Rapid increase of 'brain-type' transferrin in cerebrospinal fluid after shunt surgery for idiopathic normal pressure hydrocephalus: a prognosis marker for cognitive recovery

J Biochem. 2018 Sep 1;164(3):205-213. doi: 10.1093/jb/mvy043.


Idiopathic normal pressure hydrocephalus (iNPH) is a dementia-inducing disorder. Primary cause of iNPH is speculated to be a reduction of cerebrospinal fluid (CSF) absorption, which secondarily induces hydrocephalus, compression of brain, and reduction of CSF production. Patients are treated by surgically inserting a shunt to deliver excess CSF to the abdominal cavity. The prognosis for cognitive improvement after shunt surgery has been difficult to predict. We therefore investigated various CSF proteins, hoping to find a biomarker predictive of cognitive performance one to two years after shunt surgery. CSF proteins of 34 iNPH and 15 non-iNPH patients were analysed by Western blotting, revealing two glycan isoforms of transferrin (Tf); 'brain-type' Tf with N-acetylglucosaminylated glycans and 'serum-type' Tf with α2, 6-sialylated glycans. Brain-type Tf levels decreased in iNPH but rapidly returned to normal levels within 1-3 months after shunt surgery. This change was positively correlated with recovery from dementia, per Mini-Mental State Examination and Frontal Assessment Battery scores at 11.8 ± 7.7 months post-operation, suggesting that brain-type Tf is a prognostic marker for recovery from dementia after shunt surgery for iNPH. Histochemical staining with anti-Tf antibody and an N-acetylglucosamine-binding lectin suggests that brain-type Tf is secreted from choroid plexus, CSF-producing tissue.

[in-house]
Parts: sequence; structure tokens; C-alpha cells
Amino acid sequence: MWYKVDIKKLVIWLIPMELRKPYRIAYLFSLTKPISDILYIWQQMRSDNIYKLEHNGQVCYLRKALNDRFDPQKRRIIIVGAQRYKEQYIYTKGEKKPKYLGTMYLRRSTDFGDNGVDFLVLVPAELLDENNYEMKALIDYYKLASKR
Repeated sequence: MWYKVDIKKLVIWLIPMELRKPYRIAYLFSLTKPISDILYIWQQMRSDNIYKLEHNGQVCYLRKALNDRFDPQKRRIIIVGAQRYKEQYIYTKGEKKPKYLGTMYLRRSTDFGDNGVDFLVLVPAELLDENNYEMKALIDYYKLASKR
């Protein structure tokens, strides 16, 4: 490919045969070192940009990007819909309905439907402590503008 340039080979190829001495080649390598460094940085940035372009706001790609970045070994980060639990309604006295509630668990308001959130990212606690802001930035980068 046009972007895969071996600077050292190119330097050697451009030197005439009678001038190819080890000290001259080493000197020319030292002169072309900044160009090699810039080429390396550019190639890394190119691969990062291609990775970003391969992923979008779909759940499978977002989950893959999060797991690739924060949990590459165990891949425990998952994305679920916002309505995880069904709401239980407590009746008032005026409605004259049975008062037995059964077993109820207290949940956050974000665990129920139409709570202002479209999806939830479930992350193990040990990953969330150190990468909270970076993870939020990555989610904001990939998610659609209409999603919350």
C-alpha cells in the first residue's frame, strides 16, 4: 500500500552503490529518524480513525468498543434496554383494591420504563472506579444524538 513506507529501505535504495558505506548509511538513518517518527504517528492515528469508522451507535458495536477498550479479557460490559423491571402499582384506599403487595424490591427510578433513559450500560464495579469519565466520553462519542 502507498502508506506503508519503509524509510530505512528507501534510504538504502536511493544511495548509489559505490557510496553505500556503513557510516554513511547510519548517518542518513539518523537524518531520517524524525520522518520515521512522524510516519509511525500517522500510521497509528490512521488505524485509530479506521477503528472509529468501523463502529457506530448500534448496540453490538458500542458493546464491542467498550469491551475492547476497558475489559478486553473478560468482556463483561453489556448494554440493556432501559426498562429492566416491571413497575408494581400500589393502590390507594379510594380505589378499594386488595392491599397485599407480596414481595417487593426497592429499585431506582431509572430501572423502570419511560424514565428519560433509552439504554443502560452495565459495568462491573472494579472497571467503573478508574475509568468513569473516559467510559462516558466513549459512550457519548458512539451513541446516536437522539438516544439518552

MeSH terms

  • Aged
  • Biomarkers / cerebrospinal fluid*
  • Blotting, Western
  • Brain / metabolism*
  • Case-Control Studies
  • Choroid Plexus / metabolism
  • Cognition Disorders / rehabilitation*
  • Female
  • Humans
  • Hydrocephalus, Normal Pressure / metabolism
  • Hydrocephalus, Normal Pressure / psychology
  • Hydrocephalus, Normal Pressure / surgery*
  • Male
  • Polysaccharides / metabolism
  • Prognosis
  • Transferrin / cerebrospinal fluid*


  • Biomarkers
  • Polysaccharides
  • Transferrin